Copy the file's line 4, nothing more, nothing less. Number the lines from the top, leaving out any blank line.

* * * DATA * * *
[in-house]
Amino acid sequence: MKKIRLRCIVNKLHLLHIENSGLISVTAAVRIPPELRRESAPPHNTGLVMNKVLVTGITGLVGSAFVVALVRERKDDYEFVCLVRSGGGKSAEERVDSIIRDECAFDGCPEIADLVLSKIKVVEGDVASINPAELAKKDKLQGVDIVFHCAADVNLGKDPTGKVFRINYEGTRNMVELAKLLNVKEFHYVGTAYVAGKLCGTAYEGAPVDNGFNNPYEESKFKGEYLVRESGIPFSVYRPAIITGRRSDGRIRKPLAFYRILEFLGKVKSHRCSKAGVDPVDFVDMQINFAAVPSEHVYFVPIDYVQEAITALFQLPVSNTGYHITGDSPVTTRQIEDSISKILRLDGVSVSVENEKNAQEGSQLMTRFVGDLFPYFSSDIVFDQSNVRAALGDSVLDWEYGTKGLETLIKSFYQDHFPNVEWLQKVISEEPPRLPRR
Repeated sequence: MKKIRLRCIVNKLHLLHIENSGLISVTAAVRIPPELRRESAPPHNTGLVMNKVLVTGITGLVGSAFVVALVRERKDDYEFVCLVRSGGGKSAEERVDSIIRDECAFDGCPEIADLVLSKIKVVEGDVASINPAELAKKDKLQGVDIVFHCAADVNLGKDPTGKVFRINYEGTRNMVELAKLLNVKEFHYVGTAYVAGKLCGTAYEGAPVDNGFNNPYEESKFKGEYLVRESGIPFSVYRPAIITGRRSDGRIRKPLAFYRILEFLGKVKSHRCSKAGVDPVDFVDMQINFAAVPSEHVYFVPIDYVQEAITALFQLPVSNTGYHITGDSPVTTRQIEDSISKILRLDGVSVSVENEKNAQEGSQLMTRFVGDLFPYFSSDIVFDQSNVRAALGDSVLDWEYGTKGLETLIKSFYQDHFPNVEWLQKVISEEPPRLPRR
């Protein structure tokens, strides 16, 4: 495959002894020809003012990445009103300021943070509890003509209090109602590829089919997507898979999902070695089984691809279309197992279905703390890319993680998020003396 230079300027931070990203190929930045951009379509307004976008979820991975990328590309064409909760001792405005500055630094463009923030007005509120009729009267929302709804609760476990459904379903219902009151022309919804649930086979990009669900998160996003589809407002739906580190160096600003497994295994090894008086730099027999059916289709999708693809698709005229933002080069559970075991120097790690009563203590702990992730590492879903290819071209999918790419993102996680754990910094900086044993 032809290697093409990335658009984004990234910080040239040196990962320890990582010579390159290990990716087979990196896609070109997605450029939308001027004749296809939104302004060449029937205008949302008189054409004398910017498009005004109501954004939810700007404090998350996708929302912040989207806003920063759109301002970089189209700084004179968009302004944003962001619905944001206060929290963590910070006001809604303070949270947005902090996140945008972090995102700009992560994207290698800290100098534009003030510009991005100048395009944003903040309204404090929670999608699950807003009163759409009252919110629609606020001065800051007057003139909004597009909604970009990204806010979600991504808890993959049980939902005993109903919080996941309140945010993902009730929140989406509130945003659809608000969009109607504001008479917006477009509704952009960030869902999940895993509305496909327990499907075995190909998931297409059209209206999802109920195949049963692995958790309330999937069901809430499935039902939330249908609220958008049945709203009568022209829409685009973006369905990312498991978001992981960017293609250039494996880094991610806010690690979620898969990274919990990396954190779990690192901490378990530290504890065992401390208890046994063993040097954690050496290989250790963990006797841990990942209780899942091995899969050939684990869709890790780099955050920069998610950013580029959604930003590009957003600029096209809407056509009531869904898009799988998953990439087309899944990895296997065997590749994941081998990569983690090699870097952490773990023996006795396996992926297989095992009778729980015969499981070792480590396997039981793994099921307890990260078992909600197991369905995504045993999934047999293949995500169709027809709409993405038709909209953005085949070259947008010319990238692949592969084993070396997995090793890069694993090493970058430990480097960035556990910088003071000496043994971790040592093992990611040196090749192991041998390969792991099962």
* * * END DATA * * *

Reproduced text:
């Protein structure tokens, strides 16, 4: 495959002894020809003012990445009103300021943070509890003509209090109602590829089919997507898979999902070695089984691809279309197992279905703390890319993680998020003396 230079300027931070990203190929930045951009379509307004976008979820991975990328590309064409909760001792405005500055630094463009923030007005509120009729009267929302709804609760476990459904379903219902009151022309919804649930086979990009669900998160996003589809407002739906580190160096600003497994295994090894008086730099027999059916289709999708693809698709005229933002080069559970075991120097790690009563203590702990992730590492879903290819071209999918790419993102996680754990910094900086044993 032809290697093409990335658009984004990234910080040239040196990962320890990582010579390159290990990716087979990196896609070109997605450029939308001027004749296809939104302004060449029937205008949302008189054409004398910017498009005004109501954004939810700007404090998350996708929302912040989207806003920063759109301002970089189209700084004179968009302004944003962001619905944001206060929290963590910070006001809604303070949270947005902090996140945008972090995102700009992560994207290698800290100098534009003030510009991005100048395009944003903040309204404090929670999608699950807003009163759409009252919110629609606020001065800051007057003139909004597009909604970009990204806010979600991504808890993959049980939902005993109903919080996941309140945010993902009730929140989406509130945003659809608000969009109607504001008479917006477009509704952009960030869902999940895993509305496909327990499907075995190909998931297409059209209206999802109920195949049963692995958790309330999937069901809430499935039902939330249908609220958008049945709203009568022209829409685009973006369905990312498991978001992981960017293609250039494996880094991610806010690690979620898969990274919990990396954190779990690192901490378990530290504890065992401390208890046994063993040097954690050496290989250790963990006797841990990942209780899942091995899969050939684990869709890790780099955050920069998610950013580029959604930003590009957003600029096209809407056509009531869904898009799988998953990439087309899944990895296997065997590749994941081998990569983690090699870097952490773990023996006795396996992926297989095992009778729980015969499981070792480590396997039981793994099921307890990260078992909600197991369905995504045993999934047999293949995500169709027809709409993405038709909209953005085949070259947008010319990238692949592969084993070396997995090793890069694993090493970058430990480097960035556990910088003071000496043994971790040592093992990611040196090749192991041998390969792991099962």